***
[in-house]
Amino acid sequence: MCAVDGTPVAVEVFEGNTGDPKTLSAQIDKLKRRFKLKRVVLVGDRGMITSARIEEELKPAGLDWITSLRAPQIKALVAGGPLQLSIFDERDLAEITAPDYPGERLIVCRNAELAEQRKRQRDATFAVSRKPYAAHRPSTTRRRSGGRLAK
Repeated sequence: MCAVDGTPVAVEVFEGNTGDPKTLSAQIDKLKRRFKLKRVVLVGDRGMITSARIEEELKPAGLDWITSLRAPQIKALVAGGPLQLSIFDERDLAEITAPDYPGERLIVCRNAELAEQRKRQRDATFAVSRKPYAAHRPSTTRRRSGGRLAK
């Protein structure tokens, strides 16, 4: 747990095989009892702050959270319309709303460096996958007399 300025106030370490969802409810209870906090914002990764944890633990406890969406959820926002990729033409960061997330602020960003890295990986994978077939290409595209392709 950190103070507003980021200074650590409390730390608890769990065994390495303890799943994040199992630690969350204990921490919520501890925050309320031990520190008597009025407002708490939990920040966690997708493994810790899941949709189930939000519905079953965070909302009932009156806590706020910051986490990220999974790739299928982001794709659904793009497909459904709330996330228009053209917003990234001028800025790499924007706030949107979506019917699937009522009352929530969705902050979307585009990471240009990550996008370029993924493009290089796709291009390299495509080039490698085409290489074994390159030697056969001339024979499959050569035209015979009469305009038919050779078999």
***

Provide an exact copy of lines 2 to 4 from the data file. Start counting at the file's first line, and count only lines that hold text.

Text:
Amino acid sequence: MCAVDGTPVAVEVFEGNTGDPKTLSAQIDKLKRRFKLKRVVLVGDRGMITSARIEEELKPAGLDWITSLRAPQIKALVAGGPLQLSIFDERDLAEITAPDYPGERLIVCRNAELAEQRKRQRDATFAVSRKPYAAHRPSTTRRRSGGRLAK
Repeated sequence: MCAVDGTPVAVEVFEGNTGDPKTLSAQIDKLKRRFKLKRVVLVGDRGMITSARIEEELKPAGLDWITSLRAPQIKALVAGGPLQLSIFDERDLAEITAPDYPGERLIVCRNAELAEQRKRQRDATFAVSRKPYAAHRPSTTRRRSGGRLAK
């Protein structure tokens, strides 16, 4: 747990095989009892702050959270319309709303460096996958007399 300025106030370490969802409810209870906090914002990764944890633990406890969406959820926002990729033409960061997330602020960003890295990986994978077939290409595209392709 950190103070507003980021200074650590409390730390608890769990065994390495303890799943994040199992630690969350204990921490919520501890925050309320031990520190008597009025407002708490939990920040966690997708493994810790899941949709189930939000519905079953965070909302009932009156806590706020910051986490990220999974790739299928982001794709659904793009497909459904709330996330228009053209917003990234001028800025790499924007706030949107979506019917699937009522009352929530969705902050979307585009990471240009990550996008370029993924493009290089796709291009390299495509080039490698085409290489074994390159030697056969001339024979499959050569035209015979009469305009038919050779078999």